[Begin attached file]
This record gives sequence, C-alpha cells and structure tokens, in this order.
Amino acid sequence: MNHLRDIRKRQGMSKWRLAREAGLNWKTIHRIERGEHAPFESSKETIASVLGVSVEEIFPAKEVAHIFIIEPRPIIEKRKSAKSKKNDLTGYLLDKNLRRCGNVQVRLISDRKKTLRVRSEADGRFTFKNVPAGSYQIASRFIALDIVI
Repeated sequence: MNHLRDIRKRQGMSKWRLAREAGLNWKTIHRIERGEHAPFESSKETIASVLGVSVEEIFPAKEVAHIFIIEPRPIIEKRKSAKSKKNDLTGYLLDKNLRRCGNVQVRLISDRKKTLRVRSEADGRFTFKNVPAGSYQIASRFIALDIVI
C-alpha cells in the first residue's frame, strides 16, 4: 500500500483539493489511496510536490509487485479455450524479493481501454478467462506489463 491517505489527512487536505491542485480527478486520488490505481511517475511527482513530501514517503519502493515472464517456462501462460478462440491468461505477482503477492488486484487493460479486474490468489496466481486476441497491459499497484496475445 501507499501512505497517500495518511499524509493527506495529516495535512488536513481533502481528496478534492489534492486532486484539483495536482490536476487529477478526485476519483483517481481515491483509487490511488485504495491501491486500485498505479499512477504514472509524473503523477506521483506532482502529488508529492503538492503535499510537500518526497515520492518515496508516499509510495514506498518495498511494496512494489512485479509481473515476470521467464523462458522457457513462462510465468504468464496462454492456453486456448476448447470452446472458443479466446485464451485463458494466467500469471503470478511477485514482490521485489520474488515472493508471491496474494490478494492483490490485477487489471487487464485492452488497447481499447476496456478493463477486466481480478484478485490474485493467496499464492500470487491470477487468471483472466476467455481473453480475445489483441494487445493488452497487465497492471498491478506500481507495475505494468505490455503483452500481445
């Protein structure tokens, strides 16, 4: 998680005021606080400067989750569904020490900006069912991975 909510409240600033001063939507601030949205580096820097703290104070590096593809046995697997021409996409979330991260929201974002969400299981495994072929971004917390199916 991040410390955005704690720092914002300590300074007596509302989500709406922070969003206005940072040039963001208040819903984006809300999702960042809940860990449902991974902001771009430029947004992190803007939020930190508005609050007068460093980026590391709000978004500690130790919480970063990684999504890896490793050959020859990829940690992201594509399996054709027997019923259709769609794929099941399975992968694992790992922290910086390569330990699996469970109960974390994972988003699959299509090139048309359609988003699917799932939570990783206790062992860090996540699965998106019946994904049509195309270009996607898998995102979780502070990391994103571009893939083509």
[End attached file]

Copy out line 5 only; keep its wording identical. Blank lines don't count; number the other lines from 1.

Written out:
């Protein structure tokens, strides 16, 4: 998680005021606080400067989750569904020490900006069912991975 909510409240600033001063939507601030949205580096820097703290104070590096593809046995697997021409996409979330991260929201974002969400299981495994072929971004917390199916 991040410390955005704690720092914002300590300074007596509302989500709406922070969003206005940072040039963001208040819903984006809300999702960042809940860990449902991974902001771009430029947004992190803007939020930190508005609050007068460093980026590391709000978004500690130790919480970063990684999504890896490793050959020859990829940690992201594509399996054709027997019923259709769609794929099941399975992968694992790992922290910086390569330990699996469970109960974390994972988003699959299509090139048309359609988003699917799932939570990783206790062992860090996540699965998106019946994904049509195309270009996607898998995102979780502070990391994103571009893939083509």